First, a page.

Late Sunday night, software engineer Aaron Landy penned a Medium post that changed the way regular Uber passengers see themselves. Landy discovered a hack that allowed the car-hailing app's users to see their ratings--the numerical score drivers assign riders based on their behavior. It was a major, if brief, game-changer.
A lot of Uber passengers were miffed about their lower-than-expected scores and took to Twitter to decry the ratings. Then, of course, came the jokes.
Uber keeps its passenger scores a secret, which is why the hack was such a big deal. Just as passengers rate their drivers (from zero to five stars), drivers do the same. The difference is that anyone can see a driver's star rating, but finding out your own score requires some sleuthing. Pro tip: If you're dying to know your rating, ask your driver. He or she sees the number when you request a ride--and can deny your request if the score is too low--and might be willing to share the rating with you.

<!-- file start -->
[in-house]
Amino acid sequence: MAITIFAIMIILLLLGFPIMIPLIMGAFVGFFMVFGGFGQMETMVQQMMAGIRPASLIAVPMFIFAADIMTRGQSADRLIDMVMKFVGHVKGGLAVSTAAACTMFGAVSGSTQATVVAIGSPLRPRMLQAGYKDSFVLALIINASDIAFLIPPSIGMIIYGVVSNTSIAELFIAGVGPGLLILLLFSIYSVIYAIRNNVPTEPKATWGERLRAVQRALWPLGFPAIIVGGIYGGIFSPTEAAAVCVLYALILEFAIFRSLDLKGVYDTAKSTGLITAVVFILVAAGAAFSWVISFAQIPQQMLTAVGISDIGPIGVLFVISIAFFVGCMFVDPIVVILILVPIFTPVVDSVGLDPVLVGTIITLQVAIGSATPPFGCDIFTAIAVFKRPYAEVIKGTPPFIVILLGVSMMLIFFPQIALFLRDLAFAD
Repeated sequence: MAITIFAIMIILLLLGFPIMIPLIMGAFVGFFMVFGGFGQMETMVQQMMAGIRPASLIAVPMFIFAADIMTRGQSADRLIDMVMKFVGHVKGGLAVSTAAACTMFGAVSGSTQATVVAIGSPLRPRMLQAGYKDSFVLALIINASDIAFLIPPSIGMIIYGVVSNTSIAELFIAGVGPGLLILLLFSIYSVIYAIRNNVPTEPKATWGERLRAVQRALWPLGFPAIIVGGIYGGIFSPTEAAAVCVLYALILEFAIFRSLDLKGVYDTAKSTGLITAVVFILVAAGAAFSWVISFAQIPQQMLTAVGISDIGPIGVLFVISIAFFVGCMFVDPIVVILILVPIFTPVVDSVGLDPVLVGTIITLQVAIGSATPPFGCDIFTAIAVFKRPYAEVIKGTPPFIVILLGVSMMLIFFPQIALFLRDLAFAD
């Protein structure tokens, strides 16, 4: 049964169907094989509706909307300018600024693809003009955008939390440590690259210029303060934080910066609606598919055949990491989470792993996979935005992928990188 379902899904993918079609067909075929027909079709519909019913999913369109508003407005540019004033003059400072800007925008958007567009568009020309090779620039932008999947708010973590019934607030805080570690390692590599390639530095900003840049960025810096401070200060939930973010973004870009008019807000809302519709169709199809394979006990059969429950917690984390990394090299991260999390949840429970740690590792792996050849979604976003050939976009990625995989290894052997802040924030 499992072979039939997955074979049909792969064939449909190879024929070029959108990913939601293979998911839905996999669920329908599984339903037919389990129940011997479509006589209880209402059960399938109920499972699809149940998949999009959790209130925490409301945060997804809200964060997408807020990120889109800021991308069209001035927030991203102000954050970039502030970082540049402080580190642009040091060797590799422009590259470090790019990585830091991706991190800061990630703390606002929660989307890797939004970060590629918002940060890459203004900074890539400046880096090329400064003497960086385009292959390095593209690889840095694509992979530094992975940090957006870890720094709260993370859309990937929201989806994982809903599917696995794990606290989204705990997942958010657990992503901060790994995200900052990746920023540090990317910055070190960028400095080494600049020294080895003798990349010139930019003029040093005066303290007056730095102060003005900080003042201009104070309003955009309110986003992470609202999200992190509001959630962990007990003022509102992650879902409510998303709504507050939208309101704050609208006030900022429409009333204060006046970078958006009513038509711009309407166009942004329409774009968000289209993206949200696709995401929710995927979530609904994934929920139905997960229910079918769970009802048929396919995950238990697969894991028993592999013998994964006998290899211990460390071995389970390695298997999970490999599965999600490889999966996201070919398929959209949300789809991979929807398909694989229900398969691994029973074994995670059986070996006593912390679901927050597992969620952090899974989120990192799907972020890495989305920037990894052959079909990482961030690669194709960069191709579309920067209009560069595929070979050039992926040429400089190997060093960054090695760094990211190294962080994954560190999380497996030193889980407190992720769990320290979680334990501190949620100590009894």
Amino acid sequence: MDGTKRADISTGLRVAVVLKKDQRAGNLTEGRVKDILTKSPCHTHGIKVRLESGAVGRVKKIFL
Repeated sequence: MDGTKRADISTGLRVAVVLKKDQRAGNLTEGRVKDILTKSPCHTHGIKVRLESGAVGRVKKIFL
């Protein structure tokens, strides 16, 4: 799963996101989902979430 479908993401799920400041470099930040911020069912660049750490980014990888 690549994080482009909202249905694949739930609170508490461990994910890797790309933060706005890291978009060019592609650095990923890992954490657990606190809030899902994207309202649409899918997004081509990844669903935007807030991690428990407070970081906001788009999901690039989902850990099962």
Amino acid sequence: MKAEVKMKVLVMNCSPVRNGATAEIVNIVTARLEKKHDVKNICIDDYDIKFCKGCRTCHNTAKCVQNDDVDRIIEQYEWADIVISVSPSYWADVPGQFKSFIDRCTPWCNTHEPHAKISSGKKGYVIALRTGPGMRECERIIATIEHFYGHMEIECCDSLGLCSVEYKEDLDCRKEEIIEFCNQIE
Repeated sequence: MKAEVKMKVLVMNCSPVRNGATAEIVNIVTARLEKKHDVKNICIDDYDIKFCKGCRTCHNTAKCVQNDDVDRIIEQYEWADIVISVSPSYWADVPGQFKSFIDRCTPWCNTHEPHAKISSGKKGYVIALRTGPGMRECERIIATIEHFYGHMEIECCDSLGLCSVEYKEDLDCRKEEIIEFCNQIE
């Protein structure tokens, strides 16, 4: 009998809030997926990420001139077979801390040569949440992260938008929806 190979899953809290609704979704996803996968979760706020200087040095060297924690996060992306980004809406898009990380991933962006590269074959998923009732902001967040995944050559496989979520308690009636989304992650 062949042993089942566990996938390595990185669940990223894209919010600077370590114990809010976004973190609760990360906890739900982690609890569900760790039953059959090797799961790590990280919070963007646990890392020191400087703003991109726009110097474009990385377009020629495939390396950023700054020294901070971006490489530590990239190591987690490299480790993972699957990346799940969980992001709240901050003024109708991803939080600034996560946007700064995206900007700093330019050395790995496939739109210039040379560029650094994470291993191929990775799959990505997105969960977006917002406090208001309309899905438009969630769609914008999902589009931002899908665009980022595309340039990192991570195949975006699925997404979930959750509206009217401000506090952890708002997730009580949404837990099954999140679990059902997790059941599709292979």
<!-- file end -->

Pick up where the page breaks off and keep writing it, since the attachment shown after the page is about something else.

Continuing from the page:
Landy's hack now turns up a score of "undefined" when you try it, and though Uber hasn't commented on the work-around, the company has said in the past that it plans to let passengers see their ratings at some point. Hopefully that feature arrives sooner rather than later to curb what New York magazine has called "Uber anxiety"--the fear of doing anything that might lower your rating.